Say a candidate possesses a vast knowledge of big data analysis but is going for an entry-level software engineer position. Testing their capabilities with more difficult data questions and software engineering questions could help recruiters determine their weaknesses and possibly push them to apply for a data analyst position instead.
Resume screening also assesses the soft skills that each candidate possesses. Soft skills are just as necessary as hard skills in technical positions, despite all the common misconceptions. While some positions are not working directly with clients, you can still consider technical positions as part of the customer service cycle. Technical positions provide a service, whether it be to a customer, client, or other.
These candidates still need to possess skills such as:
Learning the soft skills of each candidate can help when creating questions for the face-to-face personality interview. If the candidate has good communication skills, the interviewer can position a scenario where someone doesn’t understand them and is unwilling to listen. This should show how the candidate would truly assess this issue on-the-job.
The take-home test is a big part of the technical job simulation assessment. This is the first part of testing the candidates on their problem-solving skills. With the right platform, recruiters can provide multiple-choice, multiple-answer, and short and long-response recorded questions and snippet coding problems. The various questions test the candidate's ability to recognize solutions in different situations.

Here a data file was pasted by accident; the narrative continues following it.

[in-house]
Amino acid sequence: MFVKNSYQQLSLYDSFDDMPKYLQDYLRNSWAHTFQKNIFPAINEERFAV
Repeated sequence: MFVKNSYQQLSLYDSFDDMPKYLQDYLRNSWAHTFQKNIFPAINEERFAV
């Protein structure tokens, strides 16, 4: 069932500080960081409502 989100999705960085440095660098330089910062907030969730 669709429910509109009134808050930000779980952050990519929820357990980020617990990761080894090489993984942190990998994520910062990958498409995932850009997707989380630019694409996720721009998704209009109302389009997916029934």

The questions on the take-home test should be specific scenarios that your current teams have navigated over the last year or so. If the position is an Information Technology Specialist that works with electronic medical records (EMR), then ask the candidate to record themselves answering how they would go about learning to navigate a new updated medical record system. For the multiple-choice questions, have the candidates answer a question based on error log event sequences for failure analysis.
While the take-home test is a great starting point in the technical job simulation assessment, it’s essential to use this as the beginning of the process and not spend too much time on this part. Take-home tests don’t fully assess the candidate's abilities to perform but should give a basic understanding of their level of comprehension. Spending too much time on this aspect of the technical job simulation assessment can take time away from the in-depth assessments that come later. Automatic grading can hasten this part of the process while still providing the information to continue forward.
Before recruiters can understand how to create the live-coding/pair programming job simulation assessment, they need to be able to understand the difference between a regular live-coding assessment and one that incorporates job simulation assessments.